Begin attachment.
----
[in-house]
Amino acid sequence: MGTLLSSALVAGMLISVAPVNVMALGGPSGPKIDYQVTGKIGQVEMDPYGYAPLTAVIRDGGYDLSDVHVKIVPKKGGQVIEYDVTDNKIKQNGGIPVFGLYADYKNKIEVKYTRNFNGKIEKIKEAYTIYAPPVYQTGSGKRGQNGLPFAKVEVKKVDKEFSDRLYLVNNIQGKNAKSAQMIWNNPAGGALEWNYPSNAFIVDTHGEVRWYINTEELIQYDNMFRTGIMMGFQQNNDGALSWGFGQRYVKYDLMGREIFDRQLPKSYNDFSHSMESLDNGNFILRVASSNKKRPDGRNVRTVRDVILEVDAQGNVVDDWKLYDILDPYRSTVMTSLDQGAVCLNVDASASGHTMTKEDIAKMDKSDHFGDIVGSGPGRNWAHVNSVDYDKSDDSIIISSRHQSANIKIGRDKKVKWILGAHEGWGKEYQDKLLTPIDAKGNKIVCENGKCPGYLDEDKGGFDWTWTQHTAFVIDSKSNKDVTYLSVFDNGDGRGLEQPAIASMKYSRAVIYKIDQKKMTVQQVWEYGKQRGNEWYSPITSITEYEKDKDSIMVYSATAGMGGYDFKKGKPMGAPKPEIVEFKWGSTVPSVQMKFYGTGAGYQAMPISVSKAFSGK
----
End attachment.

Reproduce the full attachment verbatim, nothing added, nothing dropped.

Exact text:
[in-house]
Amino acid sequence: MGTLLSSALVAGMLISVAPVNVMALGGPSGPKIDYQVTGKIGQVEMDPYGYAPLTAVIRDGGYDLSDVHVKIVPKKGGQVIEYDVTDNKIKQNGGIPVFGLYADYKNKIEVKYTRNFNGKIEKIKEAYTIYAPPVYQTGSGKRGQNGLPFAKVEVKKVDKEFSDRLYLVNNIQGKNAKSAQMIWNNPAGGALEWNYPSNAFIVDTHGEVRWYINTEELIQYDNMFRTGIMMGFQQNNDGALSWGFGQRYVKYDLMGREIFDRQLPKSYNDFSHSMESLDNGNFILRVASSNKKRPDGRNVRTVRDVILEVDAQGNVVDDWKLYDILDPYRSTVMTSLDQGAVCLNVDASASGHTMTKEDIAKMDKSDHFGDIVGSGPGRNWAHVNSVDYDKSDDSIIISSRHQSANIKIGRDKKVKWILGAHEGWGKEYQDKLLTPIDAKGNKIVCENGKCPGYLDEDKGGFDWTWTQHTAFVIDSKSNKDVTYLSVFDNGDGRGLEQPAIASMKYSRAVIYKIDQKKMTVQQVWEYGKQRGNEWYSPITSITEYEKDKDSIMVYSATAGMGGYDFKKGKPMGAPKPEIVEFKWGSTVPSVQMKFYGTGAGYQAMPISVSKAFSGK